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Merkel, Hollande seek to warm up ties on Baltic coast

Germany's Angela Merkel from Friday will host French President Francois Hollande in a picturesque Baltic coastal town for informal talks meant to strengthen the personal chemistry between the two European leaders.

STRALSUND: Germany's Angela Merkel from Friday will host French President Francois Hollande in a picturesque Baltic coastal town for informal talks meant to strengthen the personal chemistry between the two European leaders.

A range of pressing issues -- including the tense standoff with Moscow over Ukraine, European elections in two weeks and a possible major trans-border corporate deal -- will be on the agenda of the two-day visit starting 1400 GMT on what is the EU's official "Europe Day".

But with a island cruise on the schedule, as well as a sight-seeing stroll past the Gothic red brick churches and medieval gabled houses of Stralsund, the meeting is also intended to help the two politicians improve their initially rocky relationship.

While conservative Chancellor Merkel throughout the eurozone crisis has championed the need for fiscal discipline and austerity, Socialist Hollande has advocated stimulus measures to boost growth and ease the pain during his two years in power.

The invitation to Merkel's electoral district "is certainly a sign of recognition and esteem", said Franco-German Institute vice president Henrik Uterwedde, who said relations "have clearly become more friendly" since the days when Merkel openly backed Hollande's election rival, then president Nicolas Sarkozy.

Divisions between Berlin and Paris have faded in the light of a new common threat for the EU and its Western allies: the standoff with Russia in the Ukraine crisis, which has plunged east-west relations to their lowest point since the Cold War.

"Between us, the current flows without the need for an electric jolt," Hollande has asserted, while Merkel has evoked an "alchemy" that "operates between us".

Merkel has only rarely invited other world leaders to the UNESCO Heritage-listed port -- among them former US president George W Bush, who during a 2006 visit was given a barrel of pickled herring, a local speciality, and was treated to barbecued wild boar in a nearby village.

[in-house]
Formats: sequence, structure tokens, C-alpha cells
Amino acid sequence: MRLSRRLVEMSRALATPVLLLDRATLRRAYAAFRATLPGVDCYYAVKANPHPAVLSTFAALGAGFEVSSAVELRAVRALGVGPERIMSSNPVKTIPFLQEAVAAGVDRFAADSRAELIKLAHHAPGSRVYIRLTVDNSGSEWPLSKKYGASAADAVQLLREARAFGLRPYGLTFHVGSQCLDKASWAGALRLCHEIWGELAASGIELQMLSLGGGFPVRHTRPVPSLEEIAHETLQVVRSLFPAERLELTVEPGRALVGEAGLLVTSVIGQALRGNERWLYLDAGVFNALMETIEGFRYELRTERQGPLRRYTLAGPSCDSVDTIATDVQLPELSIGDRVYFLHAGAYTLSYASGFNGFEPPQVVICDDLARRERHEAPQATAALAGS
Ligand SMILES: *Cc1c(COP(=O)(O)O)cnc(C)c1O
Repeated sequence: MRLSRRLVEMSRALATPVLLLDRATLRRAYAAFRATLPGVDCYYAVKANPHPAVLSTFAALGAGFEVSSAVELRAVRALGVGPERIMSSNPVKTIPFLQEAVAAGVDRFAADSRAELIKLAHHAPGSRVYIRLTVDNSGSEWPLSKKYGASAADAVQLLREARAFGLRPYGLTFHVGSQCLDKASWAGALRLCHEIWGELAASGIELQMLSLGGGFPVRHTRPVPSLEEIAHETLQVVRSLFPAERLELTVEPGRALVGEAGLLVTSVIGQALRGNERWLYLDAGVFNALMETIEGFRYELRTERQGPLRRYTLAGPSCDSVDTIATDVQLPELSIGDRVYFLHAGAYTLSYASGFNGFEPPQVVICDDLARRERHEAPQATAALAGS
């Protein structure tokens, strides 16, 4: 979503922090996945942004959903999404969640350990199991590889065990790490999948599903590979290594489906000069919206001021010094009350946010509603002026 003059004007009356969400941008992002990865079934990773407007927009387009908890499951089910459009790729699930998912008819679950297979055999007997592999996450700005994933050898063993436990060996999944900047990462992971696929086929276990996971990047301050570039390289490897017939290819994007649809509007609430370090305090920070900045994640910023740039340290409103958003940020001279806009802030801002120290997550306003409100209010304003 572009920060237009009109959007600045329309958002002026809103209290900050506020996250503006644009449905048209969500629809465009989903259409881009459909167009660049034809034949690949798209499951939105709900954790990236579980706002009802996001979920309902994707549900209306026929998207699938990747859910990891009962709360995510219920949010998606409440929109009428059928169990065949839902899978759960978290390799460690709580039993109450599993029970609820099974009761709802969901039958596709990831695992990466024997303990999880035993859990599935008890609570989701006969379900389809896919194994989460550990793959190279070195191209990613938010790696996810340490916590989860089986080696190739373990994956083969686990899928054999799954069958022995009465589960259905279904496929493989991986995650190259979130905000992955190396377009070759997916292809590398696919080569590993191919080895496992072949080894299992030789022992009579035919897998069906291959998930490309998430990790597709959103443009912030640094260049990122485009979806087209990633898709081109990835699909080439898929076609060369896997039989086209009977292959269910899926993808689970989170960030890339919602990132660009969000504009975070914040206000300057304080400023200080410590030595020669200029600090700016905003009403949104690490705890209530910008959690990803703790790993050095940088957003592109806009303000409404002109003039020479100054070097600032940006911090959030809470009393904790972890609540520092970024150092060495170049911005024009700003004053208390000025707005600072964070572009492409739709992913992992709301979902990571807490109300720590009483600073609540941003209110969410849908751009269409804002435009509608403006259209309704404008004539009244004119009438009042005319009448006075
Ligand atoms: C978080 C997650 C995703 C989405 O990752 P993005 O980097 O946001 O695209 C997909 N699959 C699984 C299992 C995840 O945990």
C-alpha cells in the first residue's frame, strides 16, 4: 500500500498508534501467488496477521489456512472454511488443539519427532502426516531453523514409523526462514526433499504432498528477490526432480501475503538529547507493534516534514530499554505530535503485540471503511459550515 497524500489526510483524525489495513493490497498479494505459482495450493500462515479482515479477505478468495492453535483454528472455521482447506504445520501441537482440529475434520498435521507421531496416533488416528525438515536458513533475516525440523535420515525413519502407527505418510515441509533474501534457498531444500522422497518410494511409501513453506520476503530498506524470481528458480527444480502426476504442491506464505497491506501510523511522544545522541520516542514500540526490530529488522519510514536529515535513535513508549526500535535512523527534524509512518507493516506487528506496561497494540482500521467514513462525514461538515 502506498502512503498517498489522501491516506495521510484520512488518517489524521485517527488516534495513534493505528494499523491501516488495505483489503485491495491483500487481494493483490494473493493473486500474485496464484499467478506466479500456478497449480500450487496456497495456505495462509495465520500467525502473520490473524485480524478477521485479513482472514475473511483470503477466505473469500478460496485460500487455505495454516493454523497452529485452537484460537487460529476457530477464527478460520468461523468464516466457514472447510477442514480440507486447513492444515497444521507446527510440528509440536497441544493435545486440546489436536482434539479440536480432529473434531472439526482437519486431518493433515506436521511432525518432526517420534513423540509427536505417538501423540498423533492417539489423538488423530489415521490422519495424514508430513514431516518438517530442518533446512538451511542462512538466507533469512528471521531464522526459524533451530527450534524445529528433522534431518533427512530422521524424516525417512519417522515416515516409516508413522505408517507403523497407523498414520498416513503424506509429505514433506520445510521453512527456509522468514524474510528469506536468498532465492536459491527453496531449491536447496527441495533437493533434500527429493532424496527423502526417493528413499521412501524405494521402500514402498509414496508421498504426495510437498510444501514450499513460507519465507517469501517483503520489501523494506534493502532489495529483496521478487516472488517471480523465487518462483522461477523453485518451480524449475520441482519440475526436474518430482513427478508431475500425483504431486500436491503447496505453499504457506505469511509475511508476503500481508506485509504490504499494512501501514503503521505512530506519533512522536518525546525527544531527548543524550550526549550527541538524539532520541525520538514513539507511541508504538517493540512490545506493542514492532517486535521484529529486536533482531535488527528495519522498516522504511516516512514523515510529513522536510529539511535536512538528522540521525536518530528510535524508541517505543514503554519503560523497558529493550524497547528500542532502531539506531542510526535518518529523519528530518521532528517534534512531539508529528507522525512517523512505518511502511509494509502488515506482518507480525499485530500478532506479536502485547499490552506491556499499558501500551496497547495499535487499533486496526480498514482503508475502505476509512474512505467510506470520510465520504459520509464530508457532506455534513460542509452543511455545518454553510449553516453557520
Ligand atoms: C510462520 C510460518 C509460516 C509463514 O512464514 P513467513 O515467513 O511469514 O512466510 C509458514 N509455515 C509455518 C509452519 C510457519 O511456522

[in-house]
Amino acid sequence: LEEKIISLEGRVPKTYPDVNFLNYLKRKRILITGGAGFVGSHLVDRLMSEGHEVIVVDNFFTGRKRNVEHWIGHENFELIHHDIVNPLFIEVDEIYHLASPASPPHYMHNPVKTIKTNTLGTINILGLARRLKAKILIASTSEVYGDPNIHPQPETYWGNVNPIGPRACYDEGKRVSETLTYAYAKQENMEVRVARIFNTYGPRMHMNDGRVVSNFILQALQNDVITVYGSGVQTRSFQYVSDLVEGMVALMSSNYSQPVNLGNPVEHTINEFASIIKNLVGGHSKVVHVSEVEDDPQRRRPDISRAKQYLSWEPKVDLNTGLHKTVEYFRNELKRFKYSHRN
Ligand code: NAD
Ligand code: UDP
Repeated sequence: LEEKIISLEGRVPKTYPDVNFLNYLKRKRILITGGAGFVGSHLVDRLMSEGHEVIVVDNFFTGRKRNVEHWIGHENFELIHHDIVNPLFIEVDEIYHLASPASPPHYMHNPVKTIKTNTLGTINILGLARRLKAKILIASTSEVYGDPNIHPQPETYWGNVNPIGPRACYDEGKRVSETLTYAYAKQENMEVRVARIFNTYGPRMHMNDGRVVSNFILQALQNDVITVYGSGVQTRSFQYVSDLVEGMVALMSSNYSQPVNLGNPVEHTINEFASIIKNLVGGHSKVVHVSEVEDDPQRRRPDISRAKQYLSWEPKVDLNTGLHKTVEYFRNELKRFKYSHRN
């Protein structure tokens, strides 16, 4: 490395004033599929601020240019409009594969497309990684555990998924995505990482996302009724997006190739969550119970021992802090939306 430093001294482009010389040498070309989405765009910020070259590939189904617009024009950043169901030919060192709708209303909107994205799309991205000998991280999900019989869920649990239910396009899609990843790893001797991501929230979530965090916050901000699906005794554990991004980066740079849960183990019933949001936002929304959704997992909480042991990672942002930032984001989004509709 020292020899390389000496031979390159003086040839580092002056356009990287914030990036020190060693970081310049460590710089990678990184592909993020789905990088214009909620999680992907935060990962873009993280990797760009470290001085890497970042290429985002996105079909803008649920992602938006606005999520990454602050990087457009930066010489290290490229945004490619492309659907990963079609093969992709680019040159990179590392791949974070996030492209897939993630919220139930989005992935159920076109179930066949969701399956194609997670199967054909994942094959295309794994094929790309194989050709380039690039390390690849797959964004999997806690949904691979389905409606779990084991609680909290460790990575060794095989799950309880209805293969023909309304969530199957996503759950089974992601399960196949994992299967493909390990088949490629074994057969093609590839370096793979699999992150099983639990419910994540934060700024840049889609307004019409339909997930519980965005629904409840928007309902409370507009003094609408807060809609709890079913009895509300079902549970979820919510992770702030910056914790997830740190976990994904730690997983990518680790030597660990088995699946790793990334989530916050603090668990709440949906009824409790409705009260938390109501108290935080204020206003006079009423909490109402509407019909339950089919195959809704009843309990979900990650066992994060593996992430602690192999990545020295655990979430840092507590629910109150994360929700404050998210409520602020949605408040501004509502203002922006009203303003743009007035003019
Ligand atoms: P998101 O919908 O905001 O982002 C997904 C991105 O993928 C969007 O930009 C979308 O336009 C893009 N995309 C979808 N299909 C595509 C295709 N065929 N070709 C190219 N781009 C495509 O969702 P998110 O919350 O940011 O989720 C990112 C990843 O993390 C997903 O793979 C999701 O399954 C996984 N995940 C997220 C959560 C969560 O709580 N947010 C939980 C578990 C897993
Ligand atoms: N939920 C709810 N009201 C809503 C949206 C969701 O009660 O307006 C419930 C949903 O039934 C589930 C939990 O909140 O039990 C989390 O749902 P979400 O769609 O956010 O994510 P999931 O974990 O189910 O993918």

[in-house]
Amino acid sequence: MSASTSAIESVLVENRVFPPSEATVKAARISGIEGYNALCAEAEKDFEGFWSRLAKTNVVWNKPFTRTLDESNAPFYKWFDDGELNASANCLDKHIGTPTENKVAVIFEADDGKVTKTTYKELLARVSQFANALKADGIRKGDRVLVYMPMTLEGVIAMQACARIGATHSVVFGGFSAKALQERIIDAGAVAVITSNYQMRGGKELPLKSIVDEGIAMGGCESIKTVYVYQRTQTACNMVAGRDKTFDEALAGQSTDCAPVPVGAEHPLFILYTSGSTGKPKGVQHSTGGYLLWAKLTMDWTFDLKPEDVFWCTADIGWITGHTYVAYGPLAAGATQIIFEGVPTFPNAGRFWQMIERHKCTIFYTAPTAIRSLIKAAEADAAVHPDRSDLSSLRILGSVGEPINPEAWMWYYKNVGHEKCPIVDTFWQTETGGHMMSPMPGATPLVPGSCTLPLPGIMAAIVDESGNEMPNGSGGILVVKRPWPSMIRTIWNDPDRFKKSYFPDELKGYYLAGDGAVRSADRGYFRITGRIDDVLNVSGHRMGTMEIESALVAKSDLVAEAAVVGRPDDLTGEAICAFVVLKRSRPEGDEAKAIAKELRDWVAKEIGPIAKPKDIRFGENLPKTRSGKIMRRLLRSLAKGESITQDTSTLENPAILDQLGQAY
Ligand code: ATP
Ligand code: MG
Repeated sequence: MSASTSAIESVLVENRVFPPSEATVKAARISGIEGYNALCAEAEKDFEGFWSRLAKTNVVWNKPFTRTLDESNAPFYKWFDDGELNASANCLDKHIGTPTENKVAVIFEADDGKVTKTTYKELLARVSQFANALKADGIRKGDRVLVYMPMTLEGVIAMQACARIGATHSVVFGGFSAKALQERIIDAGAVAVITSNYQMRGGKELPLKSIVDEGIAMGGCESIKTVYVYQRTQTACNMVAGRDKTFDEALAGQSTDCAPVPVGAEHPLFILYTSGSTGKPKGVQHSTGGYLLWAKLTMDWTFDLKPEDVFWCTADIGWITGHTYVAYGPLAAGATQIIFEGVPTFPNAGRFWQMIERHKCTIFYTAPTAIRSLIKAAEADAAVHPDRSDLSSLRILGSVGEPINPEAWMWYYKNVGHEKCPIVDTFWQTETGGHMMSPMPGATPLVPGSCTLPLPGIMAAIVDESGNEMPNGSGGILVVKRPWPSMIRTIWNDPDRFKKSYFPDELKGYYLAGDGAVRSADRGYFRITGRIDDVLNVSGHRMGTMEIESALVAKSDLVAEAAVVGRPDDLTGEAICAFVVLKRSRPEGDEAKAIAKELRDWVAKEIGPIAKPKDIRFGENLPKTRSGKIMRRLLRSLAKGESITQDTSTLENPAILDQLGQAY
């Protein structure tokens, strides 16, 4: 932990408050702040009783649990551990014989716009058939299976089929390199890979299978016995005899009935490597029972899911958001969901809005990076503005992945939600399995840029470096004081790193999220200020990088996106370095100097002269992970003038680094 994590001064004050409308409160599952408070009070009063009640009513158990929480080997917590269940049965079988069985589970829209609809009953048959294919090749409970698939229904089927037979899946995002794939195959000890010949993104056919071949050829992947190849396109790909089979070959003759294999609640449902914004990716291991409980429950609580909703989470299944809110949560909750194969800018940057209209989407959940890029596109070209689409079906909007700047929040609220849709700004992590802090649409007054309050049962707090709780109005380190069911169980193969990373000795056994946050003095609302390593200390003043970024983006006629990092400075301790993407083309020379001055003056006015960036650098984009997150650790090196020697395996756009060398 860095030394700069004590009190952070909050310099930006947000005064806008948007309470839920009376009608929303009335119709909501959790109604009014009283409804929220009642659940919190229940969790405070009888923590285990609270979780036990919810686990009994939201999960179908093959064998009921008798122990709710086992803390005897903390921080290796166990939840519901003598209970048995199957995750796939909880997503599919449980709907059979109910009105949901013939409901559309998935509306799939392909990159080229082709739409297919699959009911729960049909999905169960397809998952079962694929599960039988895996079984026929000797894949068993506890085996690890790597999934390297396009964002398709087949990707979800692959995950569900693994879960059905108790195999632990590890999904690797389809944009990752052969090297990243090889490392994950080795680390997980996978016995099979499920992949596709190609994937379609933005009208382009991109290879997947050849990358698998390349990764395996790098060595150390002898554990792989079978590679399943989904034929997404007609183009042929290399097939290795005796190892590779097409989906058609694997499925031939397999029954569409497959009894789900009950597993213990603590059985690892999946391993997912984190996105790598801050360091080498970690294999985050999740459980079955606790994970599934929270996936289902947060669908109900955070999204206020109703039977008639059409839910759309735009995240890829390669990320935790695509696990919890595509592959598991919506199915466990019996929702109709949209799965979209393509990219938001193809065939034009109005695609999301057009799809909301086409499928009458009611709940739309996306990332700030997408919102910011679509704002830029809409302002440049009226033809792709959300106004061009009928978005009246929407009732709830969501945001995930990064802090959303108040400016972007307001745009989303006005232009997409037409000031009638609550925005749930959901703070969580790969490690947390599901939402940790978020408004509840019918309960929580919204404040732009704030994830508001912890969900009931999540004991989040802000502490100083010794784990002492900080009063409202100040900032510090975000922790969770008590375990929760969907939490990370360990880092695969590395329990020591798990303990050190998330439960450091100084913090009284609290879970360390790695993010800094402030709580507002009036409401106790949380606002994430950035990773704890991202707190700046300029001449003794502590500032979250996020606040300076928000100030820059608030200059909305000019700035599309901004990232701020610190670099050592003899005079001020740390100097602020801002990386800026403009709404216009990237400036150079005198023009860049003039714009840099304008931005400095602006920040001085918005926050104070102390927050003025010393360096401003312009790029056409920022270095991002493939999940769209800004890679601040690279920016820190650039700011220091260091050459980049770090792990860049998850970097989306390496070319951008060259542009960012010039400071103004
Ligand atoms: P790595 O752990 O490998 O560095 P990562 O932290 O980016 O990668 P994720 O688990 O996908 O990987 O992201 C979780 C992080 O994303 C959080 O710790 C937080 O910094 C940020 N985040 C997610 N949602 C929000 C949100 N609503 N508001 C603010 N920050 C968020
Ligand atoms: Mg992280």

Political scientist Claire Demesmay of the German Council on Foreign Relations said the talks are "meant to signal that we have entered a phase of trust, to signal the element of personal closeness that has always been fundamental in Franco-German relations".

Nonetheless, the two 59-year-olds do not meet each other on equal political footing. While Merkel rules over a humming economy and last year won a third term by a landslide, Hollande faces economic and budget woes and suffered sweeping defeats in recent municipal polls.

During the talks between Merkel and Hollande, there will be "a thorough discussion" of how Europe should act in terms of sanctions against Moscow, said a source in the president's office.

A potential major business deal will also be on the agenda, as German engineering giant Siemens eyes a stake in France's Alstom, against a bid from US rival General Electric. While Paris favours the German offer, Berlin's official line is that the companies involved must decide.

At the EU level, ahead of parliamentary elections on May 22-25, both leaders have cause to worry about an expected rise of populist and eurosceptic parties.

In the race to succeed Jose Manuel Barroso as European Commission chief, Merkel backs conservative candidate Jean-Claude Juncker -- another one-time guest in Stralsund -- while Hollande favours Social Democrat Martin Schulz.

Whatever the outcome of the polls, both Hollande and Merkel "have a special responsibility in the choices that must be made" after the elections, as they seek to revive the EU's main bodies, said a source close to Hollande.

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